Card Set Information
Most common use
: #3 handle (more slender, longer #7 is used sometimes) with #15 blade (for incision
around teeth and through mucoperiosteum)
Blade inserted with needle holder no laceration
Pen grasp onto the scalpel maximal control!
Dull edge → no clean sharp incision but tears the tissue!!!
2. Instruments for elevating mucoperiosteum:
Reflect mucosa and periosteum in a single layer!
: #9 Molt periosteal elevator!
(i) Sharp, pointed end
: reflect dental papillae from teeth
(ii) Broad end
: elevating tissue from bone
3 methods of reflecting soft tissue
(i) Pointed end used to pry elevate soft tissue → for dental papilla from inbetween teeth
(ii) Push stroke with broad end from underneath the periosteum → MOST efficient stroke/cleanest reflection
(iii) Pull/scrape stroke → shred or tear the periosteum unless done carefully
Instruments for retracting soft tissue
a. Cheek retractor:
: 1 & 2 retract both cheek and mucoperiosteal flap
1) Right-angle Austin retractor
2) Offset broader Minnesota retractor
3) Seldin retractor
: only soft tissue flap but not mucoperiosteum (bc not sharp)
b. Tongue retractor
1) Most common
: Mouth mirror
2) Weider tongue retractor
: more firmly engage tongue and retract more anteriorly and medially
Careful not to push tongue too far back and cause gagging reflex!
3) Towel clip (especially for biopsy of posterior aspect of tongue!) → must be anesthesized!!!
Instruments for controlling hemorrhage
→ for simple pressure control
: curved hemostat!
Locking mechanism allows to clamp to vessel
Also used for
: removing granulation tissue from tooth sucket, picking up small root tips, calculus, amalgam
Instruments for grasping tissue:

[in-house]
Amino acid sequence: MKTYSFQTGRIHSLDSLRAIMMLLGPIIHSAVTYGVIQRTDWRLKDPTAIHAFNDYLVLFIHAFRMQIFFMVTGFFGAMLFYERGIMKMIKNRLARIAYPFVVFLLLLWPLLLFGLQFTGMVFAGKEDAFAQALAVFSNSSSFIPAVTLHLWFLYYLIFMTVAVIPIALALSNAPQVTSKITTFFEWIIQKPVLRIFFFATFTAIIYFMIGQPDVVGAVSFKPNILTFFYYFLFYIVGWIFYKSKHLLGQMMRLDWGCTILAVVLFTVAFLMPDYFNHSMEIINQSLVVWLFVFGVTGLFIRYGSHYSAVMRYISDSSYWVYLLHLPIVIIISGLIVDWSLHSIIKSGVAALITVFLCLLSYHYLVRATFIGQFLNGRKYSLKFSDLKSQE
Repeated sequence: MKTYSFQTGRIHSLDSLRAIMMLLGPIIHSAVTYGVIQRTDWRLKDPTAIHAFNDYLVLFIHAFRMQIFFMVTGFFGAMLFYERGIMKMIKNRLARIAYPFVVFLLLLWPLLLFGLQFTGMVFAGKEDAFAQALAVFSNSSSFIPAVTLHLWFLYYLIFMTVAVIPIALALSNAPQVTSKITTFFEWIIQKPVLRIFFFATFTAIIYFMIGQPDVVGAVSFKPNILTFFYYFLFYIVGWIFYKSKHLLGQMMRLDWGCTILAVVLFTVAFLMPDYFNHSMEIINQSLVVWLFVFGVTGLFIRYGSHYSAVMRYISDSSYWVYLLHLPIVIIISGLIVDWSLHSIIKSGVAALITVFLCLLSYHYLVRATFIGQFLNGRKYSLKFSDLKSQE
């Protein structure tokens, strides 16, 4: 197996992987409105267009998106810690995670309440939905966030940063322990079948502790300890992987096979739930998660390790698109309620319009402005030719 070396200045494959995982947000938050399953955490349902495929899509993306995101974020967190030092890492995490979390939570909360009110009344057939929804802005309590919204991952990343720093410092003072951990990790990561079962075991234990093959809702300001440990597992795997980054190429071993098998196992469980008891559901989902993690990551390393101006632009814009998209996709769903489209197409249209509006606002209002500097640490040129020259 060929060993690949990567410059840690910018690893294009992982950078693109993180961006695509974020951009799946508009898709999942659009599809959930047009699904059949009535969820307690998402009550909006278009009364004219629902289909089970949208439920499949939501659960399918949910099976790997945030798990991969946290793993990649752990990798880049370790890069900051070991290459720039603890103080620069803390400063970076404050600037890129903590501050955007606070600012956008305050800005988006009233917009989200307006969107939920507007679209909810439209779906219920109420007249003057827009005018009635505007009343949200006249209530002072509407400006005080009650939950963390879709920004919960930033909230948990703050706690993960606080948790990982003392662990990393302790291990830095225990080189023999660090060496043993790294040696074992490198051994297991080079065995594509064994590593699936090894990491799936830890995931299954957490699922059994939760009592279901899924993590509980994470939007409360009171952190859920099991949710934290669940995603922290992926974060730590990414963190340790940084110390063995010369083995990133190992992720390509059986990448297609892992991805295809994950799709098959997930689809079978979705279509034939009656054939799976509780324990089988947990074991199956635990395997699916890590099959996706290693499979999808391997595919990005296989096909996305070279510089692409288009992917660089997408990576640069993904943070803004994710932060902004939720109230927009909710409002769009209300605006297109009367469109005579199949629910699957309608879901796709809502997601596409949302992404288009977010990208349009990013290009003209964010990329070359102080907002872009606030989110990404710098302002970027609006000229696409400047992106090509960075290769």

a. Adson forceps to stabilize soft tissue flaps to pass a suture needle!
b. Stillies forceps
: for posterior part of the mouth!
c. Sometimes cotton forceps if needs to be angled!
d. Allis tissue forceps
: when need locking handles and with teeth grips
NEVER to be used for tissue that will stay in the mouth since this will destroy the tissue by crushing it!
e. Russian forceps
: for grasping teeth that are loose in the mouth!
6. Instruments for removing bone
a. Roungeur Forceps
Most commonly used to remove bone!
With spring-loaded handle repeated cuts of bone without manually opening the instrument
: side cutting or end cutting or Blumenthal roungeur (side and end cutting)
smaller amounts of bone in multiple times
do not remove teeth with Roungeur forceps
b. Chisel and Mallet
Bone with monobevel and teeth with bibevel chisels
Mallet with nylon facing impart to ↓ noise
c. Bone File
Final smoothing of bone before suturing the mucoperiosteal flap back into position
File only on pull stroke!
d. Bur and Handpiece
MOST used by surgeons to remove bone or teeth!
Must not exhaust air into operative field as do dental drills!!! → bc air may be forced into deeper tissue
planes and produce tissue emphysema (potentially dangerous occurance!)